Intel Might Be Making an Augmented-Reality Headset, Hoping to Cash In on a Rising Industry
Is Intel, the world’s largest chip maker, building an augmented-reality headset?
That’s what this Wall Street Journal piece reports, citing unnamed “people briefed on the company’s plans” as saying that Intel may be building a headset to blend digital imagery with reality and planning to let other companies manufacture it.
The story also says Intel intends to include in the headset its RealSense 3-D camera technology, which can be used for things like depth sensing and finger tracking.
Such moves would make sense, as major companies like Microsoft and Google are already involved in augmented-reality projects—Microsoft’s planning to ship its HoloLens headset to developers at the end of March, while Google is reportedly working on a retooled version of Glass meant for several types of work. Meanwhile, startups ranging from the heavily funded Magic Leap, which has raised $1.4 billion, to the much smaller Meta, which has raised $23 million, are also working on headsets.
Chances are, more companies are going to be entering the AR fray in the coming years. Putting together its own headset, especially one that is ripe for others to make on their own, would likely help Intel cash in on growing interest in augmented reality and its sibling, virtual reality—even if it takes either or both a long time to become mainstream.
For the moment, Intel won’t officially confirm whether it has plans for augmented reality. But the person responsible for RealSense, Achin Bhowmik, noted that Intel has previously built prototype products in its efforts to get customers interested in the company’s components.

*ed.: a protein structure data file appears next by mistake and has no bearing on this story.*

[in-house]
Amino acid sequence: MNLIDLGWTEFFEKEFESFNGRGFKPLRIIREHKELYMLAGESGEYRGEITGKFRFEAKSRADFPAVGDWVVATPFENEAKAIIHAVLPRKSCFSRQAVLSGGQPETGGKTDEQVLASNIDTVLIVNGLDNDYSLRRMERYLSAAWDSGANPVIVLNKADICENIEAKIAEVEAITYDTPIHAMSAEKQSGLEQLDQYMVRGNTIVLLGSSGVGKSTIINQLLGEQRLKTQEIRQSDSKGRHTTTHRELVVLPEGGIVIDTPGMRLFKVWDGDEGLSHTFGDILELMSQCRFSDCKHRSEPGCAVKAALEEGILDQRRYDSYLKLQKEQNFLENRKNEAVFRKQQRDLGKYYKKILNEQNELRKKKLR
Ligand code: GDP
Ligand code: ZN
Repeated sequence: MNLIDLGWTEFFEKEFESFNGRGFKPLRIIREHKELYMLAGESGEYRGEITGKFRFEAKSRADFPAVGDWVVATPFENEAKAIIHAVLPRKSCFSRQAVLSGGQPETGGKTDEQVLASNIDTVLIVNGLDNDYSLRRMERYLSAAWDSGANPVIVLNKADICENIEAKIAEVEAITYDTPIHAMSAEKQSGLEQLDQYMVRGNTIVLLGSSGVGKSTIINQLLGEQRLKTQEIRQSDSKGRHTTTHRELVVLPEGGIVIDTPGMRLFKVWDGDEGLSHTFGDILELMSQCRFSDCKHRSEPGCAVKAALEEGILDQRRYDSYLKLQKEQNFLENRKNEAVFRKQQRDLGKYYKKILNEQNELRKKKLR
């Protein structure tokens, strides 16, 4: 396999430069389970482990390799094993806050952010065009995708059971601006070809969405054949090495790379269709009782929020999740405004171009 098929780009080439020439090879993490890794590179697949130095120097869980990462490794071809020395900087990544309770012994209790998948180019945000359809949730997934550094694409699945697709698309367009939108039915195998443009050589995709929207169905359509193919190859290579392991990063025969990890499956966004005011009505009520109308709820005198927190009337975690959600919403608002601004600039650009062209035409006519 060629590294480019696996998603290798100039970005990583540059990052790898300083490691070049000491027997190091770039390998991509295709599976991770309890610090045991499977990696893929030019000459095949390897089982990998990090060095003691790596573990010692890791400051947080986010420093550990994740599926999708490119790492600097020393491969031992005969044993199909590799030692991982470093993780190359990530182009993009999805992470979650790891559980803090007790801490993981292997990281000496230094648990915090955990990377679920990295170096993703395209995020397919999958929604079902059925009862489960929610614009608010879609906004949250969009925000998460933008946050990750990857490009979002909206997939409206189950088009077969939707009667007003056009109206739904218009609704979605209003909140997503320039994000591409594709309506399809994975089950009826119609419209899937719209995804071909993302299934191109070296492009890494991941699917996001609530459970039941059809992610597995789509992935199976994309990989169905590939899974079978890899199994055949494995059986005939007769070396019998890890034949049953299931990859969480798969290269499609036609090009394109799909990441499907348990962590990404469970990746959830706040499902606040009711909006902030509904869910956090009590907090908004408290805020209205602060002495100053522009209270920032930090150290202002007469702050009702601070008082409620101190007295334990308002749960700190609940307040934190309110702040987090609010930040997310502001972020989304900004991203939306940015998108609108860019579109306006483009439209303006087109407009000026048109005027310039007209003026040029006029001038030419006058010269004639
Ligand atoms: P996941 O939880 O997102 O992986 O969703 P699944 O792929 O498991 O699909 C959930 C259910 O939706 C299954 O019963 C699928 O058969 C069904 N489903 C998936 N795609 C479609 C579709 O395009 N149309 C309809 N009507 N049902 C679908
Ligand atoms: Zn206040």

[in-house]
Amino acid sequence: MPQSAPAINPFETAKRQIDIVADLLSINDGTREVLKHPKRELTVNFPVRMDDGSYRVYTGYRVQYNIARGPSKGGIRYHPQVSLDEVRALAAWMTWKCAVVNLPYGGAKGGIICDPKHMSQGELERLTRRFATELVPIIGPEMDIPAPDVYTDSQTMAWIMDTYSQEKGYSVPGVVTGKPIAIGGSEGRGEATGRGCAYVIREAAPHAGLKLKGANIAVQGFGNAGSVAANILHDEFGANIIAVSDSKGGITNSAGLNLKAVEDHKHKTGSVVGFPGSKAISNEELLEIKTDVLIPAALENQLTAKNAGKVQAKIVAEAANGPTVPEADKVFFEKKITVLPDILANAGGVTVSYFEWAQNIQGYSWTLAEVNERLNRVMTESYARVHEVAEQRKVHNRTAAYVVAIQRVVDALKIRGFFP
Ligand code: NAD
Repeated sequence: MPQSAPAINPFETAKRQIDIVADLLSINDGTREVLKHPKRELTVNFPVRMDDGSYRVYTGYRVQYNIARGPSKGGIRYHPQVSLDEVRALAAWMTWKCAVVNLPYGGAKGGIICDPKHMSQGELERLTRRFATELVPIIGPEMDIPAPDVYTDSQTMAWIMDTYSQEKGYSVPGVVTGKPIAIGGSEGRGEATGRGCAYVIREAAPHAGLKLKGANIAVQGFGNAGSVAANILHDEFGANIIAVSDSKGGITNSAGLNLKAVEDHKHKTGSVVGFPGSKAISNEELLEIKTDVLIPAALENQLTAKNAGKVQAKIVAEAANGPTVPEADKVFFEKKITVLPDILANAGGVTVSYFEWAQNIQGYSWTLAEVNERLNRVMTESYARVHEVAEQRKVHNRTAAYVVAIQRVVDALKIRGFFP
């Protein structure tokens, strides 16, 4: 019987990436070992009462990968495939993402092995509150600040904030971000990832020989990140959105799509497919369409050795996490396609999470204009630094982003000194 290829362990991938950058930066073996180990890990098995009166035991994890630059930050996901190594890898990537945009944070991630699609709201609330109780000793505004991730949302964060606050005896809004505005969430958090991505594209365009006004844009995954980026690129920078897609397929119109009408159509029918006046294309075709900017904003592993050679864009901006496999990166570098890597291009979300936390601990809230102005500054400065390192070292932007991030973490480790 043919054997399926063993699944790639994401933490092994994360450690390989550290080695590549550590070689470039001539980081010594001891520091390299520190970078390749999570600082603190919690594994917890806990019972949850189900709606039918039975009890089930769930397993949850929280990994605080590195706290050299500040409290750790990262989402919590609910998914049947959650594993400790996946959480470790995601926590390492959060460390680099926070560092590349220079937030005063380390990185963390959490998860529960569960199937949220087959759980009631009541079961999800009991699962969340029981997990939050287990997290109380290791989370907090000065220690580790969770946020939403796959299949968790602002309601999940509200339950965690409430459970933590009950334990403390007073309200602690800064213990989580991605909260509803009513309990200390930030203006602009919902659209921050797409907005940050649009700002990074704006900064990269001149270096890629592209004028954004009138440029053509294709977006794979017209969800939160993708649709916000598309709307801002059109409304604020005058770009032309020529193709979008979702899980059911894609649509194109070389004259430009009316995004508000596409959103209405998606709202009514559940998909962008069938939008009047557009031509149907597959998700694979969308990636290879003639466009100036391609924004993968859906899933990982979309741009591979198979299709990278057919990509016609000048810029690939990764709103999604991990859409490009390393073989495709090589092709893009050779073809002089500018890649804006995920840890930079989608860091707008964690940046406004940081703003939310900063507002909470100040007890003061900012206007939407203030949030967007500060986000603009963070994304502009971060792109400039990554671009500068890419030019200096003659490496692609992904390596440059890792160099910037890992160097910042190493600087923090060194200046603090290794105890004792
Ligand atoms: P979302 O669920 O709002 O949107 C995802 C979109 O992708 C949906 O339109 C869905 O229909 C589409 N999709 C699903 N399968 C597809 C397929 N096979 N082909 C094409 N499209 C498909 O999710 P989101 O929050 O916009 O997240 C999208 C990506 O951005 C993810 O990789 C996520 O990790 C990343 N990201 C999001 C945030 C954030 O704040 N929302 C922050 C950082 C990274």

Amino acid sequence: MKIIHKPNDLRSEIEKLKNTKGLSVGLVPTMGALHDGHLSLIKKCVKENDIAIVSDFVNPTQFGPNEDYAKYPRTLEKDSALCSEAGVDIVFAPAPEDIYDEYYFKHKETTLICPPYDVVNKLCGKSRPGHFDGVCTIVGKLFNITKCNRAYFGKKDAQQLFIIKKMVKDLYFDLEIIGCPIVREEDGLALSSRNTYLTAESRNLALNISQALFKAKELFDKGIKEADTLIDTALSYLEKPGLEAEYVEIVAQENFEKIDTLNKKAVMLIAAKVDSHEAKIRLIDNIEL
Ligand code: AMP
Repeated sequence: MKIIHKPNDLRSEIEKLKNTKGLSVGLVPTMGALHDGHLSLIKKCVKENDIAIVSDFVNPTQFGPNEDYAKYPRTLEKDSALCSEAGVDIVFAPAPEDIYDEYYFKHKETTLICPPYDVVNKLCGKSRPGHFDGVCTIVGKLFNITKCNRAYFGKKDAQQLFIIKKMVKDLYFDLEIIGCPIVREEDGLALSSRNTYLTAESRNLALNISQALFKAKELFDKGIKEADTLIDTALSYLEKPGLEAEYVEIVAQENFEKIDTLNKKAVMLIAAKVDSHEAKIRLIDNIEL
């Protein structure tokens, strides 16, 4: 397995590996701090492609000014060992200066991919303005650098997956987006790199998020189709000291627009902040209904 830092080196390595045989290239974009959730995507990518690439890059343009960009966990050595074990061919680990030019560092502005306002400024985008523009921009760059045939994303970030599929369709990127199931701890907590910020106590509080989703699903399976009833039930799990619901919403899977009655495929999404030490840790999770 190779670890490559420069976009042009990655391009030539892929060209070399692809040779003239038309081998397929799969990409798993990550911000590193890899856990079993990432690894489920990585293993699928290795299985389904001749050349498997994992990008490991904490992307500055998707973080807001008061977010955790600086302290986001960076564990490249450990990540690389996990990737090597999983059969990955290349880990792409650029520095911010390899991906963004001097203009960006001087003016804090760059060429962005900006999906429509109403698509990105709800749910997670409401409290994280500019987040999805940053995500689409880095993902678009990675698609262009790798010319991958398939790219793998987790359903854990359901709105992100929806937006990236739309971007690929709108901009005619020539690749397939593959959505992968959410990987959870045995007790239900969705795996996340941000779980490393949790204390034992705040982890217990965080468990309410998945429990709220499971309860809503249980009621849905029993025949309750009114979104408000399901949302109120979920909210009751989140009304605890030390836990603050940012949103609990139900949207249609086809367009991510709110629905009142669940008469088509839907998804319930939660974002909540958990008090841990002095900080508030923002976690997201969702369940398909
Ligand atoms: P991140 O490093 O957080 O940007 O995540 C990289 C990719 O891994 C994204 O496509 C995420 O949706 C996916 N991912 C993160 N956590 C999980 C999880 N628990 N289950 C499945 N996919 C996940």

(Read more: Wall Street Journal, “Augmented-Reality Startup Meta Ups the Ante in the Headset Race,” “10 Breakthrough Technologies 2015: Magic Leap,” “Mark Zuckerberg Says It Will Take 10 Years for Virtual Reality to Reach Mass Market”)
Geoffrey Hinton tells us why he’s now scared of the tech he helped build
“I have suddenly switched my views on whether these things are going to be more intelligent than us.”
ChatGPT is going to change education, not destroy it
The narrative around cheating students doesn’t tell the whole story. Meet the teachers who think generative AI could actually make learning better.
Meet the people who use Notion to plan their whole lives
The workplace tool’s appeal extends far beyond organizing work projects. Many users find it’s just as useful for managing their free time.
Learning to code isn’t enough
Historically, learn-to-code efforts have provided opportunities for the few, but new efforts are aiming to be inclusive.
Get the latest updates from
MIT Technology Review
Discover special offers, top stories, upcoming events, and more.